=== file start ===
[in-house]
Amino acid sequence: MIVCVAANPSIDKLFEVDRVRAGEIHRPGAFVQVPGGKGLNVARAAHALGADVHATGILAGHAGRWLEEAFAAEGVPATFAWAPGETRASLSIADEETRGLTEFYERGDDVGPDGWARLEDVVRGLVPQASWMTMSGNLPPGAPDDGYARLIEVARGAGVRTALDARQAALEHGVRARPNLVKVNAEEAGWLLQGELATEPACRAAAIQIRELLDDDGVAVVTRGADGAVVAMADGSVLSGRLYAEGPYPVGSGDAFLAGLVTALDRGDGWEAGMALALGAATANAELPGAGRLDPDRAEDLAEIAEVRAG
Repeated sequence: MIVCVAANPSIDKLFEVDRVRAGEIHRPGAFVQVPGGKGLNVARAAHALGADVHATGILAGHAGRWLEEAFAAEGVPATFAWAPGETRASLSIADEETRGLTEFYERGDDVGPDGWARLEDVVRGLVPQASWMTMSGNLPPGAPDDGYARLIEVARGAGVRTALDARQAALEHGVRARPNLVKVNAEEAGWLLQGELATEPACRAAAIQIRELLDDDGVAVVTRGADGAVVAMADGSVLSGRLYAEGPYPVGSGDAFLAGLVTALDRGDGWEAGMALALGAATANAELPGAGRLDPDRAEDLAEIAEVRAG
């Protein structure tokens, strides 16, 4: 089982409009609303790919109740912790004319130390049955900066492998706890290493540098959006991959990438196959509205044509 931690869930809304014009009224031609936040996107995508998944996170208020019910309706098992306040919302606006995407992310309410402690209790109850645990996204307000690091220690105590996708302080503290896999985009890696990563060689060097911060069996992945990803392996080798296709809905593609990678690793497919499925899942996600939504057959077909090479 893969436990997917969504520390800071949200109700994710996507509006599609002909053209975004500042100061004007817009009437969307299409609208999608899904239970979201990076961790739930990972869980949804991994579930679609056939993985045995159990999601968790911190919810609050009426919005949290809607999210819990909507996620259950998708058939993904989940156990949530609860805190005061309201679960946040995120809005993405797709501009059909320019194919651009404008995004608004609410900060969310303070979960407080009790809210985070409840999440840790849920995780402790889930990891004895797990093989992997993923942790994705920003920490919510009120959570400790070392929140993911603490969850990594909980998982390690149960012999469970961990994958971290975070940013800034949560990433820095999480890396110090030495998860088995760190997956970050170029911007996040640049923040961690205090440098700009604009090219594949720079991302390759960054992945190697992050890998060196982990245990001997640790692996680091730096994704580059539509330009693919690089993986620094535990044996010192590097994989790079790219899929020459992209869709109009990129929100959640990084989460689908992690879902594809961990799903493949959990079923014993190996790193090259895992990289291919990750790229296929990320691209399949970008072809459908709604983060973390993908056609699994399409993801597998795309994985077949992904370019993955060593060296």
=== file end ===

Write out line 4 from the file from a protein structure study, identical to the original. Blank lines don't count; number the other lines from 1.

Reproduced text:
């Protein structure tokens, strides 16, 4: 089982409009609303790919109740912790004319130390049955900066492998706890290493540098959006991959990438196959509205044509 931690869930809304014009009224031609936040996107995508998944996170208020019910309706098992306040919302606006995407992310309410402690209790109850645990996204307000690091220690105590996708302080503290896999985009890696990563060689060097911060069996992945990803392996080798296709809905593609990678690793497919499925899942996600939504057959077909090479 893969436990997917969504520390800071949200109700994710996507509006599609002909053209975004500042100061004007817009009437969307299409609208999608899904239970979201990076961790739930990972869980949804991994579930679609056939993985045995159990999601968790911190919810609050009426919005949290809607999210819990909507996620259950998708058939993904989940156990949530609860805190005061309201679960946040995120809005993405797709501009059909320019194919651009404008995004608004609410900060969310303070979960407080009790809210985070409840999440840790849920995780402790889930990891004895797990093989992997993923942790994705920003920490919510009120959570400790070392929140993911603490969850990594909980998982390690149960012999469970961990994958971290975070940013800034949560990433820095999480890396110090030495998860088995760190997956970050170029911007996040640049923040961690205090440098700009604009090219594949720079991302390759960054992945190697992050890998060196982990245990001997640790692996680091730096994704580059539509330009693919690089993986620094535990044996010192590097994989790079790219899929020459992209869709109009990129929100959640990084989460689908992690879902594809961990799903493949959990079923014993190996790193090259895992990289291919990750790229296929990320691209399949970008072809459908709604983060973390993908056609699994399409993801597998795309994985077949992904370019993955060593060296």